Drafting each book takes a year and during that time, I am a hermit. I get up, go to the computer, get up and go to bed. My “break” is to watch the rainbows that spin from the prism in my office window every afternoon and I marvel at how lucky I am to get to do challenging, difficult, important work.
The last few months before a book is released are very demanding: working with the editor and designer, writing the website and working with the web designer, creating direct mail pieces, arranging book tour details, creating slide presentations, planning press with the PR people. In the midst of that crunch, I always vow that I will figure out a calmer way to handle those four months next time. But I haven’t yet.
Promoting the book is a different kind of fun. My books are all philanthropic projects so selling books means raising money for causes I care about: 100% of my author royalties from Grandmother Power go to African grandmothers raising children orphaned by AIDs. My work has meaning and purpose.
For relaxation? I read. I watch movies with my husband. I play with my Grand Girls. Swim. Go to the gym (without which, at age 73, I’m convinced that none of the rest would be possible).
Nancy: Did becoming a grandmother create a new lens through which you see the world? How so? Were your grandchildren the inspiration for your latest book? What do you hope this book will achieve?
Grandmother Power – Paola at home with her girls
Paola: Because I am a grandmother, I wondered what grandmothers were doing other places. I discovered an unheralded, international activist grandmother movement, full of women who thought (as do I) that this troubled world is just not good enough for anybody’s grandchildren.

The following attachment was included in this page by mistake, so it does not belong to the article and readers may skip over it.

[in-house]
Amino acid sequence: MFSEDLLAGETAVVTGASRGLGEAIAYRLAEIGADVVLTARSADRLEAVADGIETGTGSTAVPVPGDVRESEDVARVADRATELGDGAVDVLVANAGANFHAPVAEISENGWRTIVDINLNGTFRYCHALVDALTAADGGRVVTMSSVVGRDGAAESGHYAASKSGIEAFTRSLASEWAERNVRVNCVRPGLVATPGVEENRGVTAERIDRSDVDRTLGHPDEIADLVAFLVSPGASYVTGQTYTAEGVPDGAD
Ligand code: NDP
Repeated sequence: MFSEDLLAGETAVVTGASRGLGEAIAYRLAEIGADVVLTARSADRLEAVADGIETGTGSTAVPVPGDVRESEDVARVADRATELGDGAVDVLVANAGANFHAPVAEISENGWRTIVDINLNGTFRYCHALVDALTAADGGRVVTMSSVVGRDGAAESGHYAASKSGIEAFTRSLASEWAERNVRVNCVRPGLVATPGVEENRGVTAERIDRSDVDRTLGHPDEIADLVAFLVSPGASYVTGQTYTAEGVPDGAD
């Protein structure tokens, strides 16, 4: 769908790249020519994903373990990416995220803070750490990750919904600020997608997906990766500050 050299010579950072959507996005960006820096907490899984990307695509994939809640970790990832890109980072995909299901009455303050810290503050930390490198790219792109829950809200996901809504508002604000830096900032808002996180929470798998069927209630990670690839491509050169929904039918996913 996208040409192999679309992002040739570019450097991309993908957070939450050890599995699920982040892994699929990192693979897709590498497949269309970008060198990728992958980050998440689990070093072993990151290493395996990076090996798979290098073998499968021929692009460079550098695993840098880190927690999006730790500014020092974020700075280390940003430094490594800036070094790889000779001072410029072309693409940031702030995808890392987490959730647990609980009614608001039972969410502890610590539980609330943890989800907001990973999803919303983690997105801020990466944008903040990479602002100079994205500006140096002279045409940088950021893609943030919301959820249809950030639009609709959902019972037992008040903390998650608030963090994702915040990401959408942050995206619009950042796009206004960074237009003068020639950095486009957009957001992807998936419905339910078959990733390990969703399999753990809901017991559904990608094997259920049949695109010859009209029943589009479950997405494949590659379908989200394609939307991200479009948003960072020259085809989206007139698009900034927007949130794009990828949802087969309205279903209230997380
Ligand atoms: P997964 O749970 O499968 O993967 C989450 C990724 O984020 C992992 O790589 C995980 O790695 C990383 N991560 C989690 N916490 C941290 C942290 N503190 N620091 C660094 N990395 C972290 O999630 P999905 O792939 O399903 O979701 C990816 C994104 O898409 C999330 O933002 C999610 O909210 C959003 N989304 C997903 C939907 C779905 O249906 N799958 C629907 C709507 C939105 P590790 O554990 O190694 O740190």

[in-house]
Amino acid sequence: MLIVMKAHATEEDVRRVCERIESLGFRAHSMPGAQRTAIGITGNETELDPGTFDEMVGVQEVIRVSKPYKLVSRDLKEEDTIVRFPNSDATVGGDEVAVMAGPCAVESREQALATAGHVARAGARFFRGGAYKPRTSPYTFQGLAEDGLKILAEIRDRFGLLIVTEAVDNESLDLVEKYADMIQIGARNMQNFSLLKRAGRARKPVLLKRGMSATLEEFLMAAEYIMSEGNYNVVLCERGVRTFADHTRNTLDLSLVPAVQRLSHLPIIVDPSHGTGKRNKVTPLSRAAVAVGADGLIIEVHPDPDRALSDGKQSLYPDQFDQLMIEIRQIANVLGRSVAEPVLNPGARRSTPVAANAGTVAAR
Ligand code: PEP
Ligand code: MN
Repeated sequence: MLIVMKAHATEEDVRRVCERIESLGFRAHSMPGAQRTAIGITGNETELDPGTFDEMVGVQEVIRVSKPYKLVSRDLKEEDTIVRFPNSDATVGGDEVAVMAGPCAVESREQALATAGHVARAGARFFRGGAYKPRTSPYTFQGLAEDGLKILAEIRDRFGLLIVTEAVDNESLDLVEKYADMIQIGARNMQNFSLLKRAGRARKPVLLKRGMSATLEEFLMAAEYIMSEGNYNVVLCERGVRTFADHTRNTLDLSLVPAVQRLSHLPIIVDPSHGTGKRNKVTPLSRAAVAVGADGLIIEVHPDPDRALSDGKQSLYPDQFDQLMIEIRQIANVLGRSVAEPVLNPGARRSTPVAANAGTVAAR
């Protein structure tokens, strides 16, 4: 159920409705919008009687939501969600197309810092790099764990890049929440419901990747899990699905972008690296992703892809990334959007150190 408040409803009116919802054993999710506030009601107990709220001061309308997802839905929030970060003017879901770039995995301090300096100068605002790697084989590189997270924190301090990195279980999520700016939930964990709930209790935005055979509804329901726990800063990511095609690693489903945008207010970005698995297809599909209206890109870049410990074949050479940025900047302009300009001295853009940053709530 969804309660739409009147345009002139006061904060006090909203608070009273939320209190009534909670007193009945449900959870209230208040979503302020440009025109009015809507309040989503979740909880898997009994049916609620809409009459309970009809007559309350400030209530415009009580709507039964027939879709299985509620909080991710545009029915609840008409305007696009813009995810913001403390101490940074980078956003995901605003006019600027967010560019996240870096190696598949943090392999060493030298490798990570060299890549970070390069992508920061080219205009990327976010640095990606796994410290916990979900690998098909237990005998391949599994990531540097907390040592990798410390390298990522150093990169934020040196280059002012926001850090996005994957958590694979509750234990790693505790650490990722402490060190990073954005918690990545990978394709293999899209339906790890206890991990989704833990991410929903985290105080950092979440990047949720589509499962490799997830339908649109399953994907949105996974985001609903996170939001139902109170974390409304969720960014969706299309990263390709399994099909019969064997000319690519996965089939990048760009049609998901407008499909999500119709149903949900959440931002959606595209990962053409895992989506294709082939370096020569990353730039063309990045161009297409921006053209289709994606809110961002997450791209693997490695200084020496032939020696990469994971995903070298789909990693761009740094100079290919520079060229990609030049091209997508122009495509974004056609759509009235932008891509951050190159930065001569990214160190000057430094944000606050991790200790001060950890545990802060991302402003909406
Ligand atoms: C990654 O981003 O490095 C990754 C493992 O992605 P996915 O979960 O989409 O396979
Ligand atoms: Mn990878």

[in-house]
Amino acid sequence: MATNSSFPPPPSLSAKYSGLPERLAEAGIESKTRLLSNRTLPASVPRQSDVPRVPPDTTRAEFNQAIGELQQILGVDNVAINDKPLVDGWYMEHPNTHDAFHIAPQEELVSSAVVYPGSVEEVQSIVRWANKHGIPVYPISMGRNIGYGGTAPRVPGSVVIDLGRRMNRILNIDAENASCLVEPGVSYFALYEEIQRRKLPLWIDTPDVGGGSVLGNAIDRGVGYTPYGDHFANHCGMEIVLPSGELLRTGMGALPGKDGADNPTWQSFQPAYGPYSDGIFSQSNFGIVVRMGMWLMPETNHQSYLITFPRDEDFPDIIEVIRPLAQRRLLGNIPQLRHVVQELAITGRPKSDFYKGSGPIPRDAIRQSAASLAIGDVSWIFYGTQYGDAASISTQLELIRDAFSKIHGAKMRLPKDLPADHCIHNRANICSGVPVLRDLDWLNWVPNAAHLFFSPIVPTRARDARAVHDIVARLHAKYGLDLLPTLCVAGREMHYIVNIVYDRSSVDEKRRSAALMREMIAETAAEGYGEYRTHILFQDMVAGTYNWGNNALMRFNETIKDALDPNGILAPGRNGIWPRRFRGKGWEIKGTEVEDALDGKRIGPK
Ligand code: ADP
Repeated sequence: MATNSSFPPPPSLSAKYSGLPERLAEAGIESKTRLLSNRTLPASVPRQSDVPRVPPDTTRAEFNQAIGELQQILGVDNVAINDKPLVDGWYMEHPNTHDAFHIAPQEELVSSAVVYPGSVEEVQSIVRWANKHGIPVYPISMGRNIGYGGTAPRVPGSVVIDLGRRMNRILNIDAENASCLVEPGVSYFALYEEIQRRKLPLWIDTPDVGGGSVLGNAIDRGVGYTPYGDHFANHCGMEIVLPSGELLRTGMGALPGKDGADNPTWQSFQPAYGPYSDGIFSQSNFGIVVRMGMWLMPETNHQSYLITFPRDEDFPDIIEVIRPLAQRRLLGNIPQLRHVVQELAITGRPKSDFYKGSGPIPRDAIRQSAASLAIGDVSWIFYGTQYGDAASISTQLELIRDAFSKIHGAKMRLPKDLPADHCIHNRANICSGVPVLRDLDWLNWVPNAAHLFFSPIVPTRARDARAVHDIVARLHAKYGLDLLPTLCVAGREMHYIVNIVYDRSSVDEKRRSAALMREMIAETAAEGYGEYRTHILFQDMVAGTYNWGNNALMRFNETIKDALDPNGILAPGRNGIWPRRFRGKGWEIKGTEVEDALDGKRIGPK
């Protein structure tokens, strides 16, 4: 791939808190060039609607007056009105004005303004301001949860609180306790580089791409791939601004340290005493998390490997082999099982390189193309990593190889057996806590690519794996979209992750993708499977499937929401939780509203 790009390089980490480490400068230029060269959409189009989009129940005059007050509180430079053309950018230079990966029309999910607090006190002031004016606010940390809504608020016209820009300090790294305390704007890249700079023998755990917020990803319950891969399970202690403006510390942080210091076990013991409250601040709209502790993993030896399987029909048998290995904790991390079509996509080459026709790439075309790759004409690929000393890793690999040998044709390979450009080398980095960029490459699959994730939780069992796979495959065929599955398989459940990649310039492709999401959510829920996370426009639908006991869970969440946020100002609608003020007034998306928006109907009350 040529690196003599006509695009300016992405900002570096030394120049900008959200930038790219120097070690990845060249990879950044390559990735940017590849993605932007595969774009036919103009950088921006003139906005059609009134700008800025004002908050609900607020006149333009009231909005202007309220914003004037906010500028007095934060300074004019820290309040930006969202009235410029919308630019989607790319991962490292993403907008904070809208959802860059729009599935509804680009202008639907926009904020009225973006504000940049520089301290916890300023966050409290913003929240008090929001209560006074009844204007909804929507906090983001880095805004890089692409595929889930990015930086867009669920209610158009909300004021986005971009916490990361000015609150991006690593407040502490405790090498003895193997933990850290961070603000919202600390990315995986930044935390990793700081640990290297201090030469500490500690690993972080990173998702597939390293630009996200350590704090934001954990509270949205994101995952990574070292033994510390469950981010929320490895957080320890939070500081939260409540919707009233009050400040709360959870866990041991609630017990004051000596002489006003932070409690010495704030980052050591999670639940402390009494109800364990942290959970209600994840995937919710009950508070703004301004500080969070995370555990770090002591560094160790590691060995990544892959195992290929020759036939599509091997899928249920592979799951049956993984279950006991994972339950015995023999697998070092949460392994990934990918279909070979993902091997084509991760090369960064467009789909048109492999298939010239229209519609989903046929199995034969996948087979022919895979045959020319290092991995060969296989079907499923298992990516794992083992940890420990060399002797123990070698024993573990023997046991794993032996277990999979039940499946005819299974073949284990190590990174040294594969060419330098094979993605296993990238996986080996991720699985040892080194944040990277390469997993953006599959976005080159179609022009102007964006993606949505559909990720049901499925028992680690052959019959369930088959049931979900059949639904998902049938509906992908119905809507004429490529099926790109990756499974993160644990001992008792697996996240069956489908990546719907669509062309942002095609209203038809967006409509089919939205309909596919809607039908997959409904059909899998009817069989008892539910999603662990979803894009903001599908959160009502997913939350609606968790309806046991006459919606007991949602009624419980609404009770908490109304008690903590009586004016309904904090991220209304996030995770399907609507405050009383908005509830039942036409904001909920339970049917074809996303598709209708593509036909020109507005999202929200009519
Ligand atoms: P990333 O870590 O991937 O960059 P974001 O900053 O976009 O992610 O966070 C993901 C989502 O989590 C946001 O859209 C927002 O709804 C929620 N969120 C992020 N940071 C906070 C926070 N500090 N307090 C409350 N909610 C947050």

Grandmother Power, was inspired by African grandmothers who were raising children orphaned by AIDS. I met so many of them when I was working there in 2006 that I left convinced that grandmothers hold the future of the continent in their hands.
Grandmothers today are younger, better educated, healthier and (in the Global North) more career-experienced than they have ever been. As Boomers become Grands, they (who came of age in the 1960’s) know they can change the world because they did. In other words, the days of the “knitting, tatting, rocking-chair-ridden grandmother” are long gone.
But many grandmothers in the US are not yet part of the international activist grandmother’s movement, perhaps because they don’t know about it. And that’s a waste of a lot of urgently needed talent.
Nancy: I want to be part of the Grandmother Power Movement and I am sure lots of women reading your story will as well. How can we get involved?
Paola: I hope Grandmother Power will inspire those who are not yet engaged to collaborate to make the world a better place. To start, join, support and network with grandmother groups. I’m convinced it will take all of us, Grandmothers and GrandOthers, working together, to create hope and possibility for our world.